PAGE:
In this lesson students learn the difference between combining materials and mixing materials and why each method produces different results. They should begin to understand how objects around them are formed.
Review an object that was investigated in Lesson 1 to review combining materials and the reason the materials have been combined. Restate that the materials are joined to make the object work better and that different materials can be identified.
Display some muesli and discuss the types of materials the students can see in the muesli.
Explain that the materials in the muesli are mixed together and this means they are fairly evenly spread. Add ‘mix’ to the science word wall. Compare again to combining.
State that mixing and combining are both very important in our lives.
- Display a ball of coloured playdough and invite students to explain if they think it is mixed or combined and what it might be made from. Recall that in the muesli we could still see the ingredients. Ask the students if they can see the ingredients in the dough. Why or why not? Display and label ingredients as identified.
- State that mixing affects materials in different ways depending on the properties of the material.
- Explain that in this lesson the students will investigate what happens when the different materials used to make playdough are mixed. They will record their observations in a table.
- Open the class science journal and model folding the page to create four columns. Rule a four-columned table with headings Material 1, Material 2, What do I see? and Notes.
- Model placing 2 level tablespoons of flour into a cup. Record ‘2 spoons’ and ‘flour’ in the ‘Material 1’ column. Tell students you are going to mix 1 level tablespoon of salt into the flour. Record ‘salt’ in ‘Material 2’ column.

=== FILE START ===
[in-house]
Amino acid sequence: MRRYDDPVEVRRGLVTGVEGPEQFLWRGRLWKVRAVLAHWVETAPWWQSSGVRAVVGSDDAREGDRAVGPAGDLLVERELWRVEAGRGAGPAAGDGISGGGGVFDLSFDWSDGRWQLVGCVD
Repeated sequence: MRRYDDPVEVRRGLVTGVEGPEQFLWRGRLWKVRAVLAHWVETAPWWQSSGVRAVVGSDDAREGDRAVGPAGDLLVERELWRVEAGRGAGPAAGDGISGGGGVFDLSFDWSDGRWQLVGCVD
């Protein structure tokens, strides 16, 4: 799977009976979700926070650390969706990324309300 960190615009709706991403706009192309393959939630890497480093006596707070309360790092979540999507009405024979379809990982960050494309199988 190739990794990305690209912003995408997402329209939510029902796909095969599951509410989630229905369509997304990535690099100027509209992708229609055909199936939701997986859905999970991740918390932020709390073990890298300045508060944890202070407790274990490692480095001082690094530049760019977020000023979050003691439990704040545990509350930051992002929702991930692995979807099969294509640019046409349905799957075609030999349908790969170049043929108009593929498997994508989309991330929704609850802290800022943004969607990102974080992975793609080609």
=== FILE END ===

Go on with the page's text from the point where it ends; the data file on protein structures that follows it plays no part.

- Ask students to predict what they think will happen and what the mixture will look like. Mix the ingredients. Invite a student to have a look and describe what they see. Model how to tip the mixture onto a piece of paper and flatten gently with your hand. Ask the student to look again and explain to the others what is seen now. Suggest how you might draw the mixture. Model a simple diagram of the flour and salt mixture in the ‘What do I see?’ column with a brief description in the ‘Notes’ column. Assure students they will get to see this when they do the activity themselves. See sample diagram below.
A diagram showing what we see when we make a mixture
- Explain to the students they will be investigating what happens to other playdough materials when they are mixed.
Teacher note: Full instructions for guiding students through the investigation ‘How do playdough ingredients mix’ can be found in Background information.
Regroup in front of screen/IWB. Show contents of one of the ice-cream dishes. Ask if it looks like playdough and what needs to be done to the dough. Display a cup half filled with water. Add a few drops of food colouring. Observe. Predict what will happen when you add the second colour. Predict what will happen when you add the colour to the playdough ingredients. Explain how it must be mixed more thoroughly by kneading.
Show the video clip Leisel Jones and Curtis Stone cooking coconut banana walnut bread.
Discuss how the ingredients in the banana cake mix together.